When Tyler and Tori Farley explain to people that they are launching a line of suspenders, it takes a moment for the idea to sink in.
“Everyone has a physical response,” Tori said, miming the motion of pulling suspenders away from her chest. “They’re not wearing them, but they do the movement.”
The Boston-based siblings are recent Northeastern University graduates trying to revolutionize the suspender game with their new fashion line, Better Than Belts. They hope eventually to make the idea of suspenders fashionable - even hip - again.
“Think about prep and suspenders as something that was limited to wealthy, white men in the 60s,” Tyler said. “Prep has had a resurgence in the past five years in a much different way where it's not limited to that. People wear it like streetwear.”
The business idea began germinating in Tyler’s mind a few months before he graduated college. His weight was fluctuating due to health issues, and he couldn’t wear belts because they would uncomfortably dig into his stomach when he sat down. Not one to shy away from bold fashion statements, he searched for suspenders online, but the only ones he could find were either extremely dressy or tacky costume suspenders.
“There was nothing made for me,” Tyler said. “Then, I was like ‘I could just make some myself.’”
So, he did. Months later, Better Than Belts had raised $11,400 on Kickstarter, set up an online store, and hosted a launch party at Pressed Juicery on Newbury Street. The mission of the business is to create classy, high-quality suspenders that can be worn by anybody at any time.
“It’s definitely something that I’ve designed to be super versatile in the fashion sphere,” Tyler said. “No matter where you fall on the gender spectrum, no matter whether you are dressing casual or formal, it’s to fit with really any outfit that you want to do.”
Tyler jokes that when you search “suspenders” on Google, you are bombarded with 40 pictures of the same “white dude” photographed at slightly different angles. He compares these homogeneous results with the images on the Better Than Belts website, which are full-body shots of a diverse group of people wearing different styles of clothing.
“There are some things that just feel right with you. I want people to feel that way in our suspenders,” Tori said. “I just want them to feel really comfortable and really unique and like they're part of something that's bigger.”
Currently, the suspenders come in six different patterns that range in style from the professional to the whimsical. Tyler handpicked the clasps and materials himself, and the suspenders are assembled in New York. Each pair of suspenders is $49.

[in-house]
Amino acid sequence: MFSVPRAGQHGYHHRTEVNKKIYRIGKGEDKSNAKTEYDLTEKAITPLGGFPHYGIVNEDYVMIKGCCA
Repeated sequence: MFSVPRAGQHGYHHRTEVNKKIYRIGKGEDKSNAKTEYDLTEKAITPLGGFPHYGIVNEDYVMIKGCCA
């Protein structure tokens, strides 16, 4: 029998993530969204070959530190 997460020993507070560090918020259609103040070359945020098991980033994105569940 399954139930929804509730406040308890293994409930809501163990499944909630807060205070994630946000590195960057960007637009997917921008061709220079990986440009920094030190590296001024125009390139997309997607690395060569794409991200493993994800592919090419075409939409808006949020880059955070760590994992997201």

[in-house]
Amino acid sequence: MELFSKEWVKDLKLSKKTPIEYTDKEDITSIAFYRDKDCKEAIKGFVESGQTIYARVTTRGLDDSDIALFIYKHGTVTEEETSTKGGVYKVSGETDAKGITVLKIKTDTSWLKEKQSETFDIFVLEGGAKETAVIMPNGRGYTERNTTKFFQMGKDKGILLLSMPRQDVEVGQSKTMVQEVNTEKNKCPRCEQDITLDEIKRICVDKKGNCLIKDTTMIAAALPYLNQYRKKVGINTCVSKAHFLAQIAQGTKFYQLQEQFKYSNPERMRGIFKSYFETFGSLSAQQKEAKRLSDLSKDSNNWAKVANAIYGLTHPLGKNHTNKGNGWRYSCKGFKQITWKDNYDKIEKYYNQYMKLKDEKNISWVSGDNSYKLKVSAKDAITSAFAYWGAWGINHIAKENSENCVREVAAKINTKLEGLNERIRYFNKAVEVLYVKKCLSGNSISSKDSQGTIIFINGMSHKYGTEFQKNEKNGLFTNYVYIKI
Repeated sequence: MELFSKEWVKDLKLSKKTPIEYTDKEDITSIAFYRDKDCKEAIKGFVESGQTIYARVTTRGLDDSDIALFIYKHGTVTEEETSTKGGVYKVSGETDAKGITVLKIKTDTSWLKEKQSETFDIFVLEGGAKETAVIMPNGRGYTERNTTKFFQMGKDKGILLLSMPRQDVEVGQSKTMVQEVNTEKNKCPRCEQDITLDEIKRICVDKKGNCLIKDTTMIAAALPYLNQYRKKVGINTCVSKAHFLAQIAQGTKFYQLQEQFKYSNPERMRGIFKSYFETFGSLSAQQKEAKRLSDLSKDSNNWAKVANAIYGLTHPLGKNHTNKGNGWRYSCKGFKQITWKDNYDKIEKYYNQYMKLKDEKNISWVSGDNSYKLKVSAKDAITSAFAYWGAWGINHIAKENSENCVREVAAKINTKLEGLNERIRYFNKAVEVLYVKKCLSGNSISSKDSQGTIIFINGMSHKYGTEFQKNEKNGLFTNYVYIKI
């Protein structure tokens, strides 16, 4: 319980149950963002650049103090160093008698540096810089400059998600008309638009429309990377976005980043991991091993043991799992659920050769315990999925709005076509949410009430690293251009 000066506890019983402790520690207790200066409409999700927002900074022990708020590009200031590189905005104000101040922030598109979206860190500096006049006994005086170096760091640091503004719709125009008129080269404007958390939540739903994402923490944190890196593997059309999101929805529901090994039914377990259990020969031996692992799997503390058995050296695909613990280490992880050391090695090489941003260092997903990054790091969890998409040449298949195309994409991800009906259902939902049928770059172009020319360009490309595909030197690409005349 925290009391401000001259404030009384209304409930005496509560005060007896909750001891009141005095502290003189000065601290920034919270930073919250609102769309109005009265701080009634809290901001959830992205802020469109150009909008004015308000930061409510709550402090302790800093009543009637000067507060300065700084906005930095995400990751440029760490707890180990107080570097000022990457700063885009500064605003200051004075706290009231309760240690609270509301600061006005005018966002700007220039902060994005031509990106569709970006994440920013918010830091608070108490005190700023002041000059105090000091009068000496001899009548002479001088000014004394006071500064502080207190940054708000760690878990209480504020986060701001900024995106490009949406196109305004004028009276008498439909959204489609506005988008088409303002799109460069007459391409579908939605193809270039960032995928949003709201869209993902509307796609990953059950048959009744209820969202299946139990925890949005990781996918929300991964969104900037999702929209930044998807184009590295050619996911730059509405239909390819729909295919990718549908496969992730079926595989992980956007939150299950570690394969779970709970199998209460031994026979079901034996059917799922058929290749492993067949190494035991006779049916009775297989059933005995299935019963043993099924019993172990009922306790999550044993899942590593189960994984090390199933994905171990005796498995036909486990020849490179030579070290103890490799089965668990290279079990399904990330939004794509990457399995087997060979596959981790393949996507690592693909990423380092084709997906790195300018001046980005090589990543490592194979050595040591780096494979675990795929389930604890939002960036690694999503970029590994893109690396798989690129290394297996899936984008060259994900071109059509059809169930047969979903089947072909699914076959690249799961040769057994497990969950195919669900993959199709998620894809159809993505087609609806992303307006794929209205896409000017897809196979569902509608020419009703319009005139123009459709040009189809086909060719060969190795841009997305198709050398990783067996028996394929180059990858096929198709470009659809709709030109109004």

“Right now, we're pretty focused on creating the highest quality product we can and having it assembled in New York and supporting U.S. jobs,” Tori said. “Those things come with an upcharge. That's what we're going after right now.”
Quality and design are what sets Better Than Belts suspenders apart from any other suspenders on the market, according to the Farley siblings. However, one of the initial hurdles has been proving product quality to customers when the suspenders are currently only available online. Tyler said sales have been much more successful when the siblings organize in-person pop-up events where people can try the product on and feel the material.
Another misconception the Farleys are grappling with is the notion that suspenders aren’t made for women. Tori recalls that many of the women who backed the Kickstarter gushed about their excitement to buy the suspenders for their boyfriends, brothers, or husbands.
Tori recalls one woman had planned on getting the suspenders for her fiancé, but when she tried them on for herself, she loved them.
“She texted me 20 indoor and outdoor photos of her wearing them. She was like, ‘I never thought that I'd wear suspenders, but I love it,’” Tori said. “That's a business misconception that we're working with right now. One of the ways that we've been trying to combat that is always making sure that we mix female and male photos in our promotion.”
The Farley siblings are very aware that they are not taking a traditional career path, but they are determined to stick with the idea. Highs and lows come on a daily basis, and they don’t know exactly where this start-up will take them. They do know, however, that they want to remain true to their values, regardless of profits or a large customer base.
“I don’t have aspirations to be in every store globally,” Tyler said. “I have aspirations to have a really good company that is supporting a non-slave driven workforce throughout our supply chain and furthering cool goals outside of making clothing.”